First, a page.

Know your Major League Soccer -- Five things to take away from Week 4:
Of course, most of us aren't making the decisions. That job belongs to
The raw numbers scream for his inclusion. With another pair of goals for the Galaxy in a 2-1 win over RSL, Buddle has now scored seven times in four MLS matches as L.A. has gathered all 12 points. This is no Lucky Louie moment, either. These are confident strikes in a variety of spots. He's scoring with his head and feet, from in close and beyond the 18.
Here's why it makes sense for Bradley: The U.S. national team boss puts tremendous emphasis on creating a predictable environment. Almost four years of work has built toward the May training camp, and it's all been about subtracting any element of mystery in terms of practices, roles and expectations. It's also about creating familiarity in personnel, but only to a point.
Buddle hasn't played at the international level since 2003. So, yes, there is some risk to introducing a new ingredient to the soup.
On the other hand, we're not talking about introducing half a dozen new elements. The reward for creating stability and predictability is that one man can do little to disrupt the environment. (This is not to suggest that Buddle would be a locker room detriment in any way; there is zero evidence of such a thing.)
Any time you have a strong locker room, the onus is on the new guy to fit in. If he's not on board, then he is the outsider. Some guys wouldn't be worth the risk, small as it may be. But Buddle's sensational form makes it worth the stretch. His goals over the weekend against Real Salt Lake -- in a spirited rematch of last year's MLS Championship -- should be enough to cinch this deal. The Galaxy has three or perhaps four matches before Bradley calls in 26-28 players for the pre-World Cup camp.
Major League Soccer is chalk full of strapping young bucks at this spot. It goes well beyond
Red Bull revelation
This week, Red Bull owes three points to the man. He made three brilliant saves and was otherwise rock-steady, keeping Dallas at bay until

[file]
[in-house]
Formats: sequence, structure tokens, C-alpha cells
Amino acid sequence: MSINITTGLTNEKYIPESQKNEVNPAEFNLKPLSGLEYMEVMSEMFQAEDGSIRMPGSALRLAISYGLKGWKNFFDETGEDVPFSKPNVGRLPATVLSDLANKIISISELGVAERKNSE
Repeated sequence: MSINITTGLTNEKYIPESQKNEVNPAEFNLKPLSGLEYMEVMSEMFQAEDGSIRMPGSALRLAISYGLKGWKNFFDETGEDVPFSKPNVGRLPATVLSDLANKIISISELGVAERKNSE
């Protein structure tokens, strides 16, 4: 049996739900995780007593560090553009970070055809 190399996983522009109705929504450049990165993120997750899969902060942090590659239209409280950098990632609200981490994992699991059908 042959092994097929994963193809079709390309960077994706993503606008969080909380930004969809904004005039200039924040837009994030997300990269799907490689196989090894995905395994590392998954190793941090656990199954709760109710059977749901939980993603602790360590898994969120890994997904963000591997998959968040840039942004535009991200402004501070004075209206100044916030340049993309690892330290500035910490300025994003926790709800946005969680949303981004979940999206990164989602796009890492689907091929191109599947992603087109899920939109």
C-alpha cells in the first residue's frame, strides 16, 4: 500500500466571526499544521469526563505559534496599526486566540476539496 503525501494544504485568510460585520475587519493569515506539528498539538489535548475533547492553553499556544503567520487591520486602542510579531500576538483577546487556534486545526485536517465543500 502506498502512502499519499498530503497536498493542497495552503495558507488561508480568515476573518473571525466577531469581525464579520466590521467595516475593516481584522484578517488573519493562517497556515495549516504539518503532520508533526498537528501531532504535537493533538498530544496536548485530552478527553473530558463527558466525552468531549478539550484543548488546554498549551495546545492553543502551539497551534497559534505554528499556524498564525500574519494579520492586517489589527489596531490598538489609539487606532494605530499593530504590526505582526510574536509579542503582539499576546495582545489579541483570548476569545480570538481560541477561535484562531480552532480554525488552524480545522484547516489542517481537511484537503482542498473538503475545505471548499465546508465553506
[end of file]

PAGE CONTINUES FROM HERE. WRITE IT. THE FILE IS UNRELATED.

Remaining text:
Canadian international De Guzman has proven himself to be a good player in the past while performing in Spain. So he's earned some benefit of doubt. And he deserves some time working with coach
Further, it doesn't help when Preki overthinks things, like last Thursday against Philadelphia at BMO when his team was out of sorts due to new formations and roles. So De Guzman may yet work out. Still, De Guzman is having trouble completing the simplest of passes right now. For the seven-figure salary he's collecting he should be able to move a ball along to the next man, at the very least.
Then we had his stunt Sunday in Colorado, which about says it all. De Guzman, back in a more familiar role of distributor and deep-lying playmaker, was finally finding his feet. He struggled mightily in the first half, again missing too many simple connections. However, he was managing himself a bit better after the break and even helped his tired side turn up an equalizer against the run of play. Toronto was minutes away from stealing a point at nearly-empty DSG Park when De Guzman leapt out off the free-kick wall like someone had set his shorts on fire.
I would be tempted to say that De Guzman leaping desperately out of the way and singlehandedly dismantling the wall represented the silliest thing I saw this weekend. On the other hand, I watched the exact same thing happen in the Roma-Lazio derby, so I guess it's some sort of odd global pandemic.
Anyway, on our side of the pond, De Guzman and TFC need to get it sorted out, or this will be technical director
• Most ridiculous and revealing MLS statistic after four weeks: winless D.C. United has just 15 shots on goal -- and 13 yellow cards.
• Two rookies you may not know ... yet: San Jose's
• The TV line of the week is from Seattle announcer
• Most intriguing idea of the week: Chicago Fire coach
• Three notable position changes from the weekend: